Thirteen years of oil production off Newfoundland and Labrador resembles a small mountain range of peaks and valleys when plotted on a chart.
And as things stretch into the future, the chart looks a bit grim.
The highest oil production peak - which occurred in 2007 to 2008 - is already a memory.
The Hibernia, Terra Nova and White Rose oilfields pumped 125 million barrels of crude in each of those years.
They're the last of the triple-digit production years, according to a production forecast by the Canada-Newfoundland and Labrador Offshore Petroleum Board (CNLOPB).
Additional production from expansions at both White Rose and Hibernia will offset a continuing decline among the Grand Banks oilfields.
The next major production spike starts in the back half of 2017 when the Hebron oilfield is scheduled to pump first oil.
It will offer a longer respite from the steady decline in known oil reserves, but after that it's mostly valley.
Without the discovery of new oil reserves, that decline will continue until 2036.
Despite the projected declines, provincial oil royalty revenue is expected to top $2 billion annually over the next decade, according to a forecast by Memorial University economist Wade Locke.
Locke unveiled his forecast during an annual oil and gas conference in St. John's last summer.
It was contingent on two things:
Hibernia reaching payout and hitting the 30-per-cent royalty rate - which it did last summer.
And world oil prices averaging $85 per barrel annually.
He's since taken another look at numbers, and said his revenue projections hold up.
"Do I still believe that it'll be over $2 billion a year on average for the next 10 years? The answer is yes," said Locke.
"That what I was expecting before, and that's what I'm still expecting."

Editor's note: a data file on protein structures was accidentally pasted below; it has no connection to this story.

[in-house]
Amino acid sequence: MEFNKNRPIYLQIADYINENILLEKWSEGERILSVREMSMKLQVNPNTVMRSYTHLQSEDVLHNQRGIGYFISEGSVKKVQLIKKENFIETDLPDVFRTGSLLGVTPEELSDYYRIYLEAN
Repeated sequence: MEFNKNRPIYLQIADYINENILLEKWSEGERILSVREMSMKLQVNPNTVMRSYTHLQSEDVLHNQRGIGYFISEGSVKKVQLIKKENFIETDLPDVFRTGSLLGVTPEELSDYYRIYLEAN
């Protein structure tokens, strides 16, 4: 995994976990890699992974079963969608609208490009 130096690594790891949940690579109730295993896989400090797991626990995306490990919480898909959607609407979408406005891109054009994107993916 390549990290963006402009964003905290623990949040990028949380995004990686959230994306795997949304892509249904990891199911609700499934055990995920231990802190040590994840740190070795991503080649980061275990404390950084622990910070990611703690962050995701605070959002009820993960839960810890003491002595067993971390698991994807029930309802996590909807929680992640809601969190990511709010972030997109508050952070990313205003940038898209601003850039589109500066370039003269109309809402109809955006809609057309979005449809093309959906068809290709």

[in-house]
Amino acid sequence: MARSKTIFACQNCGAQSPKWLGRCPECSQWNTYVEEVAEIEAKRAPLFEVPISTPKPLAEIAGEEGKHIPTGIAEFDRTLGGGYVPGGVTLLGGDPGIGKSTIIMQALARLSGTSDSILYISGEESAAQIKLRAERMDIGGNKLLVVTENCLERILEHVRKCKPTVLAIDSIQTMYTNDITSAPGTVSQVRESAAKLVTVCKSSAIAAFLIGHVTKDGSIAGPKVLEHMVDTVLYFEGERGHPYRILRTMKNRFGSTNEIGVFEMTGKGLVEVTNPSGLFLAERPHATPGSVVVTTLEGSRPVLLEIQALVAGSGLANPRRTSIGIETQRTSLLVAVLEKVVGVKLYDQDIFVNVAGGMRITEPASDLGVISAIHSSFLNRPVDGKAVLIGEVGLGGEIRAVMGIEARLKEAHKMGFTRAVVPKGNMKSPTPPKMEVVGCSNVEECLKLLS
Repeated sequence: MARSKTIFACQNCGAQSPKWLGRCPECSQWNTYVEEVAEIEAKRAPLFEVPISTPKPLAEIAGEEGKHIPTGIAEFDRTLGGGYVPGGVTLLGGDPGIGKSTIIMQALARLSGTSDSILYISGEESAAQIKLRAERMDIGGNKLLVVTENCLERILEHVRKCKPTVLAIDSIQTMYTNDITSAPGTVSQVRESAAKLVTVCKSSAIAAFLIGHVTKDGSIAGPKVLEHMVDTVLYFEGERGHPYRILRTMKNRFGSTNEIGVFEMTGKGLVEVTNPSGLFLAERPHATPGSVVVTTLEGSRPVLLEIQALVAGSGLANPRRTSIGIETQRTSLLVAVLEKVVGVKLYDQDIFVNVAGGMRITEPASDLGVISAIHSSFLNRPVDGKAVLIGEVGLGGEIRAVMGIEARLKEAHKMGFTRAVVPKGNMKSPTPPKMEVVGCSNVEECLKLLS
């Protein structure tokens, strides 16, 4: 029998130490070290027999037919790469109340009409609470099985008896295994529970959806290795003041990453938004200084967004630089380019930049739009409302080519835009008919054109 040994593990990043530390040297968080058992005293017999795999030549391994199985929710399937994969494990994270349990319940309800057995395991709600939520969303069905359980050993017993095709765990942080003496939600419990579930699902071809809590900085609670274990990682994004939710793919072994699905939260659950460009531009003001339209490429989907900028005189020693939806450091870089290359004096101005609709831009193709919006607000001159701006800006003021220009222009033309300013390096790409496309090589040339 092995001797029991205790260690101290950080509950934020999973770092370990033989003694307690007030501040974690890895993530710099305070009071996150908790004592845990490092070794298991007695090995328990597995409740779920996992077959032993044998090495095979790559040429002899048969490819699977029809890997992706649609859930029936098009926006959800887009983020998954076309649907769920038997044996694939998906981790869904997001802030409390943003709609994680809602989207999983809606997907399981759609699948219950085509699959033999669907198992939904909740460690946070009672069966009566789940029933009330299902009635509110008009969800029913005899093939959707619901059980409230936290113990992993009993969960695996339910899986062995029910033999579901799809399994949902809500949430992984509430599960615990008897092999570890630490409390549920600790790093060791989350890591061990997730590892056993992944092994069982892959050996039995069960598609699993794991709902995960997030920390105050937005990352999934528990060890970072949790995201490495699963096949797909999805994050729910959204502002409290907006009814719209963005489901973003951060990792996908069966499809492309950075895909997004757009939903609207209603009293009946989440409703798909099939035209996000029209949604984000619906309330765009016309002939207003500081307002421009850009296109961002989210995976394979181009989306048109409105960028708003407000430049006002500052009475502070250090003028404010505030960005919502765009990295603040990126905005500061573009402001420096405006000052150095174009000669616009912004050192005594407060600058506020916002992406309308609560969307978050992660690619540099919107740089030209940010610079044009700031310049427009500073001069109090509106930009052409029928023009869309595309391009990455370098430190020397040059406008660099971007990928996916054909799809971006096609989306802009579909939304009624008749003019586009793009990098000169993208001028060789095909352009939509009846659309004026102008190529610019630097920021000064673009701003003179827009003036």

Locke's forecast does not include revenue the province will collect from its oilfield equity stakes or from corporate income tax.
The CNLOPB forecast expects expansion at the White Rose oilfield to nudge offshore production to almost 96 million barrels of oil next year.
Production won't hit that level again until a year after Hebron oil starts to flow.
CNLOPB spokesman Sean Kelly cautions the forecast uses "current reserve numbers carried by the board for each of the fields."
It's based on what the board knows today, and that will almost certainly change with more information.
"This forecast has been comprised using the information available to the board at this time," said Kelly in an e-mail.
"As new information on any existing or proposed developments is submitted, the information will be analyzed by board staff, and this forecast is subject to change."
Some information has already changed.
The CNLOPB forecast includes the ongoing North Amethyst expansion and another possible expansion at South White Rose in 2012.
Although South White Rose is approved for development, operator Husky Energy is instead focused on pinpointing reserves at another, larger expansion field in the west.
The CNLOPB forecast doesn't include a large chunk of Hibernia South.
A development plan application submitted to the board by the Hibernia partners in February is being evaluated.
The forecast only takes into account oil production from a portion of Hibernia South known as AA Block. Oil started flowing from that 48-million-barrel block in November.
Here's a forecast of annual offshore oil production until 2036 from all oilfields - Hibernia, Terra Nova, White Rose, a portion of Hibernia South, North Amethyst, South White Rose and Hebron. The chart includes oil production that has already occurred since 1997. All numbers are in million of barrels of oil, except where indicated.
1997 1.27 million barrels
2019 86.04 million barrels
Total 2.620 billion barrels